The truth is, I’m not sure I have the secret. I think this is the kind of situation that is always going to be difficult. Medical school is insanely difficult. Losing loved ones can be insanely difficult. When you combine them together, I don’t think there are words in the English language to describe how difficult it really is.

I think, for me, the first step was validating myself. Internalizing the fact that these things were going to happen was the first step, whether I was in the same state as them or in a separate one for medical school; realizing that and choosing to believe it. As easy as these words sound, it’s hard. It’s hard to truly internalize it. It’s hard to validate yourself in this way. For many of us this is a dream that we have been pursuing for many, many years. When we lose people who were close to us, it’s hard because it feels selfish that we are gone pursuing that dream.

When my grandfather died, one of the conversations I had with my mom was the fact that my grandfather sincerely wanted the best for me. He would have actually been upset if I missed school to come to his funeral. Those that leave us want the best for us and knowing that has helped ease some of the pain of being away ‘selfishly’ pursuing my dream.

Being away from my support system further impacted that level of insecurity. The adage that you choose your own family is one that is true. Medical school forges some unbreakable bonds. I found myself self-conscious about ‘burdening’ my colleagues with these things. The truth is though part of the nature those bonds are the support network that comes with them. Those people can empathize with you in ways that your support system back home can’t. There are times they can truly give you support that no one else can. Finding time to talk to them, making time, can be one of the best ways to cope with the constant turmoil of emotions you are feeling during these periods. These are the people who are going to be some of your closest friends long term. They want what’s best for you and will support you through some of the roughest times. As will you them. Let them be there for you, because you would be there for them.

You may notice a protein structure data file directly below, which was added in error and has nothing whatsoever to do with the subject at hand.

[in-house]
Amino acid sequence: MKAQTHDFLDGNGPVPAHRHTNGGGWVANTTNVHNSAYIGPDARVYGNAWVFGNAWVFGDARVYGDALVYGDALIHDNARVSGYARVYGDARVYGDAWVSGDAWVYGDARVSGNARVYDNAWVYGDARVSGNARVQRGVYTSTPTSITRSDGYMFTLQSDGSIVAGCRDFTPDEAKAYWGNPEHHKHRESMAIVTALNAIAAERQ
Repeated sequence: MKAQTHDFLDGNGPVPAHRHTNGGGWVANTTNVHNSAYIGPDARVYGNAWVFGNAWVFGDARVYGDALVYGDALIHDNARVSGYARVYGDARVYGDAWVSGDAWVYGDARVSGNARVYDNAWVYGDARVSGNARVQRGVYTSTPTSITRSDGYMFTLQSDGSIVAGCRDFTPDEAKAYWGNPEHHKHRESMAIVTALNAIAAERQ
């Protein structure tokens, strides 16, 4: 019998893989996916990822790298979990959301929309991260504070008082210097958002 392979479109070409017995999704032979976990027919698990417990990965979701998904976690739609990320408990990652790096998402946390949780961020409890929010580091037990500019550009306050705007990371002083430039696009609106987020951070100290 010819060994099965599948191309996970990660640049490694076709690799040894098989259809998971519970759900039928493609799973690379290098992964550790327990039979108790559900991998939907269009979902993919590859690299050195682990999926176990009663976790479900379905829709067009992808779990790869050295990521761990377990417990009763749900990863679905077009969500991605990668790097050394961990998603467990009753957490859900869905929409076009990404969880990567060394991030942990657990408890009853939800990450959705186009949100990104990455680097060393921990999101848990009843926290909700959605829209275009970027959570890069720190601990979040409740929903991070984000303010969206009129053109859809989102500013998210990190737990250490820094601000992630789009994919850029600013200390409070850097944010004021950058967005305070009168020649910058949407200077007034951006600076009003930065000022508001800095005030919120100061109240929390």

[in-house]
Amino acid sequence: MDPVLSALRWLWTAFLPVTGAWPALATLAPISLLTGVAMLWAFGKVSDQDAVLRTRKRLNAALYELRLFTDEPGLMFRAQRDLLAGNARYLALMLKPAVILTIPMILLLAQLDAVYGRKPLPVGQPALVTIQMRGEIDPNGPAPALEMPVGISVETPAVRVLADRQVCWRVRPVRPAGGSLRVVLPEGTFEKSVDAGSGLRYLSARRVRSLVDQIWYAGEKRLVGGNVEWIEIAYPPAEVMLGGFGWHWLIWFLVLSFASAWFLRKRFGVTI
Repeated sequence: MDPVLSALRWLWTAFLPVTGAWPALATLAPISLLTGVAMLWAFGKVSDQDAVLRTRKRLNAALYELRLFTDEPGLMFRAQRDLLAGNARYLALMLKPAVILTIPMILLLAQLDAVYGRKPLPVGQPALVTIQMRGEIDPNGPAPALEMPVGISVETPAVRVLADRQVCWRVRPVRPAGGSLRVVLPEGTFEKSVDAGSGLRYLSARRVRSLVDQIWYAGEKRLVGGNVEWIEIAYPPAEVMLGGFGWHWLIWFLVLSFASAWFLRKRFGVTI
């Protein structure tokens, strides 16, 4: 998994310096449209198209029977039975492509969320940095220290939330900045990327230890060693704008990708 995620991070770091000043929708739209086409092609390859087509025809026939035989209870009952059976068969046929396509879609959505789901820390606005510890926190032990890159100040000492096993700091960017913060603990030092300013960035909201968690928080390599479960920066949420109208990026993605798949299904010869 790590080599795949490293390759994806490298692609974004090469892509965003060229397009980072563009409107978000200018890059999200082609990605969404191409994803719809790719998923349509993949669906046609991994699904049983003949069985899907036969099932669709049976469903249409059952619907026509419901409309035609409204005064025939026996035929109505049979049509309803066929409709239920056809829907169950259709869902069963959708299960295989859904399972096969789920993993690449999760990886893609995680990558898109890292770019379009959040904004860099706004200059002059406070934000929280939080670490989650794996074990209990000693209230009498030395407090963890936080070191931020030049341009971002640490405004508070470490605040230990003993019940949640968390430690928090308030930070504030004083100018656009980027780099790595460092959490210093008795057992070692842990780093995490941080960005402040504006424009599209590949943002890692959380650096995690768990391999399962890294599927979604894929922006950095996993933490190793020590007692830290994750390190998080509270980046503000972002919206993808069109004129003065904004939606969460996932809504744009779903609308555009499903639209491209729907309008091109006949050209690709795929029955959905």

Our intensive coursework in medical school, either during clinical rotations or during the first two years, does require a certain degree compartmentalization; it does not however require you to ignore your feelings. As we were called into that surgery, I pushed those feelings down and forced the compartmentalization, knowing I’d let myself feel the emotions later. As I came back home once the surgery was over I let myself grieve and let myself feel the pain of losing my friend that way.

If you completely repress your emotions, you’ll never truly mourn (I did this with my friend who lost his battle with PTSD). It’s almost impossible to get over it. I literally scheduled times to feel. As funny as that sounds, it was very cathartic. I let myself breakdown when the next fire was out. When I finished the next test, I would decompress with emotion and let myself mourn that loved one. I let it be regimented and that let me both compartmentalize and to perform.

Even though your loved ones may not be able to empathize with you all of the time, they do want the best for you. Losing people who are close to you is so tough. You have to compartmentalize, but you have to afford yourself the opportunity to mourn. You have to allow yourself. We will lose loved ones in the future. Especially in the EM setting, we will lose patients. Learning how to compartmentalize and handle those emotions now will serve us in the future so that we may better cope with lost loved ones and still deliver our best care. Losing patients and still coming home loving our families the same way.

Pain helps us grow sometimes and it’s important to allow it to. It’s important to take the time for yourself and mourn, grow from the experience. Doing so will only allow us to deliver better care to our patients in the long term.